But suddenly reined back by some counter thought, he hurried towards
the helm, huskily demanding how the ship was heading.

"East-sou-east, sir," said the frightened steersman.

"Thou liest!" smiting him with his clenched fist. "Heading East at
this hour in the morning, and the sun astern?"

Upon this every soul was confounded; for the phenomenon just then
observed by Ahab had unaccountably escaped every one else; but its
very blinding palpableness must have been the cause.

Thrusting his head half way into the binnacle, Ahab caught one
glimpse of the compasses; his uplifted arm slowly fell; for a moment
he almost seemed to stagger. Standing behind him Starbuck looked,
and lo! the two compasses pointed East, and the Pequod was as
infallibly going West.

But ere the first wild alarm could get out abroad among the crew, the
old man with a rigid laugh exclaimed, "I have it! It has happened
before. Mr. Starbuck, last night's thunder turned our
compasses--that's all. Thou hast before now heard of such a thing, I
take it."

"Aye; but never before has it happened to me, sir," said the pale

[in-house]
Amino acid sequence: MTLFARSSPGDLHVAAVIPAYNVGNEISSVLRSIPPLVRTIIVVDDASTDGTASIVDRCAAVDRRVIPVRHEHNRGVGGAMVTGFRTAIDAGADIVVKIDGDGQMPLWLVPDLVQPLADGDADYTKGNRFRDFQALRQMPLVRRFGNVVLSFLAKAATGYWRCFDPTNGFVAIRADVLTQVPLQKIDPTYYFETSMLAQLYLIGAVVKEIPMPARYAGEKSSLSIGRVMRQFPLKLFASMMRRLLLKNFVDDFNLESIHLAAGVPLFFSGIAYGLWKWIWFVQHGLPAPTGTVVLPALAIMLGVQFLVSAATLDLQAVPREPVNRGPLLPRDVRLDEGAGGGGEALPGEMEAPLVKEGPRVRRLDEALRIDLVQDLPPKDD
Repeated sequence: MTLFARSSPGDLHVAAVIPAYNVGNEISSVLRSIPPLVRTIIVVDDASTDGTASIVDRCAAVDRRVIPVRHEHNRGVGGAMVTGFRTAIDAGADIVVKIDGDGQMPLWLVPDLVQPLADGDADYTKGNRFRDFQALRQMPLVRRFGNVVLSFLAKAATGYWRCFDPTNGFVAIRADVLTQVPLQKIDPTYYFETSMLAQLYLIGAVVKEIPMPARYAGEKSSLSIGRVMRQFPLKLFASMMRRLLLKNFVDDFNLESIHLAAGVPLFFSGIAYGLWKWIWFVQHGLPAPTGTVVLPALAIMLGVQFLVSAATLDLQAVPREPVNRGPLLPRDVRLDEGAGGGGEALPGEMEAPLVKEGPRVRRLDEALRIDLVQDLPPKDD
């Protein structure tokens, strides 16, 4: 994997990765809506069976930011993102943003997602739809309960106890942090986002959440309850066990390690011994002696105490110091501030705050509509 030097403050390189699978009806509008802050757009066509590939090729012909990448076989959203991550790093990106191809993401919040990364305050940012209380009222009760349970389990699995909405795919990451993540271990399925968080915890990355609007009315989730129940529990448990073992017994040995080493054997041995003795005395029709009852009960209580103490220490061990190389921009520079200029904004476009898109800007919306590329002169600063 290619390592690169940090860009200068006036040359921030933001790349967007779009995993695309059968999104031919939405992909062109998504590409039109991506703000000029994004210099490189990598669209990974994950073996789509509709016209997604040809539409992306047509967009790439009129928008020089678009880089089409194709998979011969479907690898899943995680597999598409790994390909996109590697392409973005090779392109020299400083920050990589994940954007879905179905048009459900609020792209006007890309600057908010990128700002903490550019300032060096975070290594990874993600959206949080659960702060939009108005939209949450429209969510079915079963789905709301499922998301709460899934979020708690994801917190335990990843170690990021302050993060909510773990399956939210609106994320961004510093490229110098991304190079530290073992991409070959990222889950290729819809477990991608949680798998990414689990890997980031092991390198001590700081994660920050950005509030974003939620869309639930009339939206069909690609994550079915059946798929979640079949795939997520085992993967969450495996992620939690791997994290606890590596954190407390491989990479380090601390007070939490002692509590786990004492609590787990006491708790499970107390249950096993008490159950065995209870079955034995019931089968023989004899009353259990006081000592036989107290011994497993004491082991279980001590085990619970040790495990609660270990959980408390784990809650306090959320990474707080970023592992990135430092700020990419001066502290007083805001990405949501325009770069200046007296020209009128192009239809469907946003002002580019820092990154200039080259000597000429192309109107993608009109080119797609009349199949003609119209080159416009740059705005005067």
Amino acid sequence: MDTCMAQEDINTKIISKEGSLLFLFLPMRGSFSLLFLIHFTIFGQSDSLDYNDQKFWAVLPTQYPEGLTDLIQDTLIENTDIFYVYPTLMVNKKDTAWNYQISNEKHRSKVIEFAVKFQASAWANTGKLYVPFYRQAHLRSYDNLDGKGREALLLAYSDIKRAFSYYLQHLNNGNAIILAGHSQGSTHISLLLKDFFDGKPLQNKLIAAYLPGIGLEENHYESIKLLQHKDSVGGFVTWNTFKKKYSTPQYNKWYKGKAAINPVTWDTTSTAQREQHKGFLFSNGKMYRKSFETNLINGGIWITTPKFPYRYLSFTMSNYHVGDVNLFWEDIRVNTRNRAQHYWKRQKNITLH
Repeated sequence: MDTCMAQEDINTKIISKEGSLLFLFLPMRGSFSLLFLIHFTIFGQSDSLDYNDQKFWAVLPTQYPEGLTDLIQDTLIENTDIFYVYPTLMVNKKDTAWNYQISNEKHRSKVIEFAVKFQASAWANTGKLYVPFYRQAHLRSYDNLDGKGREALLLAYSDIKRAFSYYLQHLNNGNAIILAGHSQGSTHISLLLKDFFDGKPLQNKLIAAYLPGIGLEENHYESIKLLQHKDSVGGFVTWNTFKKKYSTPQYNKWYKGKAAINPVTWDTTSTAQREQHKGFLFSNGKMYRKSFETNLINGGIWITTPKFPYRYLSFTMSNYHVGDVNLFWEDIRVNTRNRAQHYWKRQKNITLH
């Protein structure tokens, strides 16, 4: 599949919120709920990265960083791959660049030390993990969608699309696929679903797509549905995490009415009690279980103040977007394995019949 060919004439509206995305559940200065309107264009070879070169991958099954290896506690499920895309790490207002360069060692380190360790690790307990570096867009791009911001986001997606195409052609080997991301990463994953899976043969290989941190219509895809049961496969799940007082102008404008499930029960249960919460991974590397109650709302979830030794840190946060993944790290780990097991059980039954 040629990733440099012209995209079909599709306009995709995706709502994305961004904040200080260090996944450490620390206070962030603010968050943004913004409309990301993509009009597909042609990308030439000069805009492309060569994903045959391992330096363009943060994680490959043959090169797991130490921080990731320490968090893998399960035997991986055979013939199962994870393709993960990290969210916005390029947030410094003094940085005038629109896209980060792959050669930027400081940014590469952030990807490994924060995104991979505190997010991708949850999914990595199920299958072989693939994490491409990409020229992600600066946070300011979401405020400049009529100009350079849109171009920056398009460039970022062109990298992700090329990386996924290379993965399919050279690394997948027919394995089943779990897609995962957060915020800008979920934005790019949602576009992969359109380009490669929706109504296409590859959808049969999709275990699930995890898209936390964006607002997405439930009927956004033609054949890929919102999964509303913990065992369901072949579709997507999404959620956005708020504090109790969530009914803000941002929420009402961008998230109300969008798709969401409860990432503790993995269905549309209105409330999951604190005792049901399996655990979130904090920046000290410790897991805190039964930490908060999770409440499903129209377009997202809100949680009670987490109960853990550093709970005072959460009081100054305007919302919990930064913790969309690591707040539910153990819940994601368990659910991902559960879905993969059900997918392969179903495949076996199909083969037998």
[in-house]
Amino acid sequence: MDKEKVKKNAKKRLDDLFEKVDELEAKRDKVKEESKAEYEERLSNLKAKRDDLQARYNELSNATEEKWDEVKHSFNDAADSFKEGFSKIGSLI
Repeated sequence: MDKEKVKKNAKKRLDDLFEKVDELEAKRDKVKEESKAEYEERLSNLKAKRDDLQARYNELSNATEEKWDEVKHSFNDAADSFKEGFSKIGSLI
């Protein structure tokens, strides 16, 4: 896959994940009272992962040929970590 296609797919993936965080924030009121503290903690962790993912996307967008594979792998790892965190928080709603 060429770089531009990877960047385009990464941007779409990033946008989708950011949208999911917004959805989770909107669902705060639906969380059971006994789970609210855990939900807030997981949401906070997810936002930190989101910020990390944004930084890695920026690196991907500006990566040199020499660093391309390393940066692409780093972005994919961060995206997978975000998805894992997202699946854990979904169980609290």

mate, gloomily.

Here, it must needs be said, that accidents like this have in more
than one case occurred to ships in violent storms. The magnetic
energy, as developed in the mariner's needle, is, as all know,
essentially one with the electricity beheld in heaven; hence it is
not to be much marvelled at, that such things should be. Instances
where the lightning has actually struck the vessel, so as to smite
down some of the spars and rigging, the effect upon the needle has at
times been still more fatal; all its loadstone virtue being
annihilated, so that the before magnetic steel was of no more use
than an old wife's knitting needle. But in either case, the needle
never again, of itself, recovers the original virtue thus marred or
lost; and if the binnacle compasses be affected, the same fate
reaches all the others that may be in the ship; even were the